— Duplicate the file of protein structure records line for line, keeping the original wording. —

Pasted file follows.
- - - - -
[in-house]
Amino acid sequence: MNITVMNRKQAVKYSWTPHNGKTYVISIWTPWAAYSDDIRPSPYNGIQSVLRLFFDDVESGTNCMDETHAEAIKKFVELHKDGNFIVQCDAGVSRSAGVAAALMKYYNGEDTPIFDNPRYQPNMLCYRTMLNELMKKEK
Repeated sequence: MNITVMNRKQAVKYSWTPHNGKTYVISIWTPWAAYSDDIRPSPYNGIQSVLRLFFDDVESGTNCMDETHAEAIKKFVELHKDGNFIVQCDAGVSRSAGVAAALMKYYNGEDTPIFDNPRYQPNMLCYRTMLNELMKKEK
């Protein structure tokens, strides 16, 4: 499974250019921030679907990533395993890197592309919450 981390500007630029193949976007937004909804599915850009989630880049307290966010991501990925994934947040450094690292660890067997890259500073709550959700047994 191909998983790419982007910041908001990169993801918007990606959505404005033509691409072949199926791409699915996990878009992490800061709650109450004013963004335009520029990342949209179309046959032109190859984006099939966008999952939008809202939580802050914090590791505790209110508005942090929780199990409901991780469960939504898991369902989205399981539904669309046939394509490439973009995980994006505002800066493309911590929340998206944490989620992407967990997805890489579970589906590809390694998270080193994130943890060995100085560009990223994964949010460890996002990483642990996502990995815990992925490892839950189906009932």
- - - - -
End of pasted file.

[in-house]
Amino acid sequence: MNITVMNRKQAVKYSWTPHNGKTYVISIWTPWAAYSDDIRPSPYNGIQSVLRLFFDDVESGTNCMDETHAEAIKKFVELHKDGNFIVQCDAGVSRSAGVAAALMKYYNGEDTPIFDNPRYQPNMLCYRTMLNELMKKEK
Repeated sequence: MNITVMNRKQAVKYSWTPHNGKTYVISIWTPWAAYSDDIRPSPYNGIQSVLRLFFDDVESGTNCMDETHAEAIKKFVELHKDGNFIVQCDAGVSRSAGVAAALMKYYNGEDTPIFDNPRYQPNMLCYRTMLNELMKKEK
């Protein structure tokens, strides 16, 4: 499974250019921030679907990533395993890197592309919450 981390500007630029193949976007937004909804599915850009989630880049307290966010991501990925994934947040450094690292660890067997890259500073709550959700047994 191909998983790419982007910041908001990169993801918007990606959505404005033509691409072949199926791409699915996990878009992490800061709650109450004013963004335009520029990342949209179309046959032109190859984006099939966008999952939008809202939580802050914090590791505790209110508005942090929780199990409901991780469960939504898991369902989205399981539904669309046939394509490439973009995980994006505002800066493309911590929340998206944490989620992407967990997805890489579970589906590809390694998270080193994130943890060995100085560009990223994964949010460890996002990483642990996502990995815990992925490892839950189906009932």